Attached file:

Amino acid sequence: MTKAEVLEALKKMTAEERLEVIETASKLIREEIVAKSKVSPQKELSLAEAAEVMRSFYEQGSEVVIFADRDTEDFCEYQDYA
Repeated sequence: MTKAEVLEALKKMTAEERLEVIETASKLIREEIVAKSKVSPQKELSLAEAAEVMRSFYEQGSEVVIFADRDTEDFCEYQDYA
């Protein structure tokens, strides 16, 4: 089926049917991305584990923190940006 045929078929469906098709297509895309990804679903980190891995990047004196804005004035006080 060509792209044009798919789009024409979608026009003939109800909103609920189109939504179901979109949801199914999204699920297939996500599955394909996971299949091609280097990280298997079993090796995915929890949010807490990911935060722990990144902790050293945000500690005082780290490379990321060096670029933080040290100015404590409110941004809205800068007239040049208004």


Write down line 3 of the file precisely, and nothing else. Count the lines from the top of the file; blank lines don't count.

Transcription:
């Protein structure tokens, strides 16, 4: 089926049917991305584990923190940006 045929078929469906098709297509895309990804679903980190891995990047004196804005004035006080 060509792209044009798919789009024409979608026009003939109800909103609920189109939504179901979109949801199914999204699920297939996500599955394909996971299949091609280097990280298997079993090796995915929890949010807490990911935060722990990144902790050293945000500690005082780290490379990321060096670029933080040290100015404590409110941004809205800068007239040049208004």